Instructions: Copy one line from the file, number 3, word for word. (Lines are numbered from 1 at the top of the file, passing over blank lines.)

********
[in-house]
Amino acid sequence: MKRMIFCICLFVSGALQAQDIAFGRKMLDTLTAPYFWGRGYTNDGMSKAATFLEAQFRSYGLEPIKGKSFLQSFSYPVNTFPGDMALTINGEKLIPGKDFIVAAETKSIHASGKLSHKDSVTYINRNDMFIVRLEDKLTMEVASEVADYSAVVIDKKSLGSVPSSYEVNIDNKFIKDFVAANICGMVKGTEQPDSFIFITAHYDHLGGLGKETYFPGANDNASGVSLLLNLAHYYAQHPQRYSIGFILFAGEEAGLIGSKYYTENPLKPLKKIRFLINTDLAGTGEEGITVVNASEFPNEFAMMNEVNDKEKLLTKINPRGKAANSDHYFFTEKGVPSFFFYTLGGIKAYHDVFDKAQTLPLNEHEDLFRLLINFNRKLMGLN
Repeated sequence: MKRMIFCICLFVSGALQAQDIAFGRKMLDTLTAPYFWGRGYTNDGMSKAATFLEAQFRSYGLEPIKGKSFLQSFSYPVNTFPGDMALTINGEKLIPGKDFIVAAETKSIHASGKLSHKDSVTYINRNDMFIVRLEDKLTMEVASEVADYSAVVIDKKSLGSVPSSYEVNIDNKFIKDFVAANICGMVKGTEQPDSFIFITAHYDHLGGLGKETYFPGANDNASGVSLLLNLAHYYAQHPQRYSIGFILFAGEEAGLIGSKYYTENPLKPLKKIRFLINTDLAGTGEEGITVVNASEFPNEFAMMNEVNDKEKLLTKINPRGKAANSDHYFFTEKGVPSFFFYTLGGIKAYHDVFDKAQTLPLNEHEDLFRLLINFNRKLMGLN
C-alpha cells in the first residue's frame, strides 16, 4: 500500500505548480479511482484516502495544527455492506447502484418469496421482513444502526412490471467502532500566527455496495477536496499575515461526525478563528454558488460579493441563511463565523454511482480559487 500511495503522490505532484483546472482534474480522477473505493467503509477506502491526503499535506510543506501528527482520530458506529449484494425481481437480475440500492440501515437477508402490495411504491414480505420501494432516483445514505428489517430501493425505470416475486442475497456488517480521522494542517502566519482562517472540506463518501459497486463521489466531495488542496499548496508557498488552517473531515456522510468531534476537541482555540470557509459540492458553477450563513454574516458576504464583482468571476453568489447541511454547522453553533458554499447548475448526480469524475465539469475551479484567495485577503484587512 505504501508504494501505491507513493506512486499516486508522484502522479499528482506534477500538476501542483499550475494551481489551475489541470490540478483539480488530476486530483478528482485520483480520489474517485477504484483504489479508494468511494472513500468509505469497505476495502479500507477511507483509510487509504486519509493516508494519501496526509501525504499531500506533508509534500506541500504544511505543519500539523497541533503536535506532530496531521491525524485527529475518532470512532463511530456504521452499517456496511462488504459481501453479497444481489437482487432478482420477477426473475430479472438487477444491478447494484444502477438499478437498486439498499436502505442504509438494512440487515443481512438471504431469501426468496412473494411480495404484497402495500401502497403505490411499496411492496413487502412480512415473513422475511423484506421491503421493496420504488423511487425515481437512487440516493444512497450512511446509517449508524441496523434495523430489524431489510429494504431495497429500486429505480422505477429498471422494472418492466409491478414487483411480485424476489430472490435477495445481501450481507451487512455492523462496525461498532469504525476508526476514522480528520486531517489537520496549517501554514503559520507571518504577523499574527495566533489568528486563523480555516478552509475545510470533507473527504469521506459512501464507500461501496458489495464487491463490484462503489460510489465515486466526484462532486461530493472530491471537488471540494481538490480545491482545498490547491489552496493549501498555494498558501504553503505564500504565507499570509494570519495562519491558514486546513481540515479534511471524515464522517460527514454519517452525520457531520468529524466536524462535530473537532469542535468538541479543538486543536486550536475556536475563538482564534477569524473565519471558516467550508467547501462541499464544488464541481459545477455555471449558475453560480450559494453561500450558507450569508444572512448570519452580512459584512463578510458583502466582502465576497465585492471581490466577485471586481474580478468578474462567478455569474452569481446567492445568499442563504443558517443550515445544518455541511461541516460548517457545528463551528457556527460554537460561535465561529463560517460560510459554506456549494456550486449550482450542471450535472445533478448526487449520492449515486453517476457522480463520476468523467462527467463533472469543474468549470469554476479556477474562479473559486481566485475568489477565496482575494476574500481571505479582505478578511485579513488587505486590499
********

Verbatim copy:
Repeated sequence: MKRMIFCICLFVSGALQAQDIAFGRKMLDTLTAPYFWGRGYTNDGMSKAATFLEAQFRSYGLEPIKGKSFLQSFSYPVNTFPGDMALTINGEKLIPGKDFIVAAETKSIHASGKLSHKDSVTYINRNDMFIVRLEDKLTMEVASEVADYSAVVIDKKSLGSVPSSYEVNIDNKFIKDFVAANICGMVKGTEQPDSFIFITAHYDHLGGLGKETYFPGANDNASGVSLLLNLAHYYAQHPQRYSIGFILFAGEEAGLIGSKYYTENPLKPLKKIRFLINTDLAGTGEEGITVVNASEFPNEFAMMNEVNDKEKLLTKINPRGKAANSDHYFFTEKGVPSFFFYTLGGIKAYHDVFDKAQTLPLNEHEDLFRLLINFNRKLMGLN